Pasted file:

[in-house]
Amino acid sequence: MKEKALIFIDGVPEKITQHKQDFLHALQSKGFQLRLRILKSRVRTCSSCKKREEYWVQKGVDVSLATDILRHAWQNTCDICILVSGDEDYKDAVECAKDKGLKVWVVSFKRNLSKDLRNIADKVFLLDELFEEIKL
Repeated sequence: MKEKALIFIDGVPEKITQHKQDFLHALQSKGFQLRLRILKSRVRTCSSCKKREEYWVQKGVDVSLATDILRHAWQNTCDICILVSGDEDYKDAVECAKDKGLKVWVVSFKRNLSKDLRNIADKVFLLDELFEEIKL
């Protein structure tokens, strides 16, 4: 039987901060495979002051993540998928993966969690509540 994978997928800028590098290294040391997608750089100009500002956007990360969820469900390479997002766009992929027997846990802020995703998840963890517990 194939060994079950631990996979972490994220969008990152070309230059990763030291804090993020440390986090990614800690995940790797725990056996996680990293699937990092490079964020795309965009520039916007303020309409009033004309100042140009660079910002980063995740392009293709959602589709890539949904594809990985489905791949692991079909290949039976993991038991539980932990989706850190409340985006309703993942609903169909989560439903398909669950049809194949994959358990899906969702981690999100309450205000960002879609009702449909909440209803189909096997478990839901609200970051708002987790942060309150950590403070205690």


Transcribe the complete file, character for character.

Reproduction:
[in-house]
Amino acid sequence: MKEKALIFIDGVPEKITQHKQDFLHALQSKGFQLRLRILKSRVRTCSSCKKREEYWVQKGVDVSLATDILRHAWQNTCDICILVSGDEDYKDAVECAKDKGLKVWVVSFKRNLSKDLRNIADKVFLLDELFEEIKL
Repeated sequence: MKEKALIFIDGVPEKITQHKQDFLHALQSKGFQLRLRILKSRVRTCSSCKKREEYWVQKGVDVSLATDILRHAWQNTCDICILVSGDEDYKDAVECAKDKGLKVWVVSFKRNLSKDLRNIADKVFLLDELFEEIKL
């Protein structure tokens, strides 16, 4: 039987901060495979002051993540998928993966969690509540 994978997928800028590098290294040391997608750089100009500002956007990360969820469900390479997002766009992929027997846990802020995703998840963890517990 194939060994079950631990996979972490994220969008990152070309230059990763030291804090993020440390986090990614800690995940790797725990056996996680990293699937990092490079964020795309965009520039916007303020309409009033004309100042140009660079910002980063995740392009293709959602589709890539949904594809990985489905791949692991079909290949039976993991038991539980932990989706850190409340985006309703993942609903169909989560439903398909669950049809194949994959358990899906969702981690999100309450205000960002879609009702449909909440209803189909096997478990839901609200970051708002987790942060309150950590403070205690």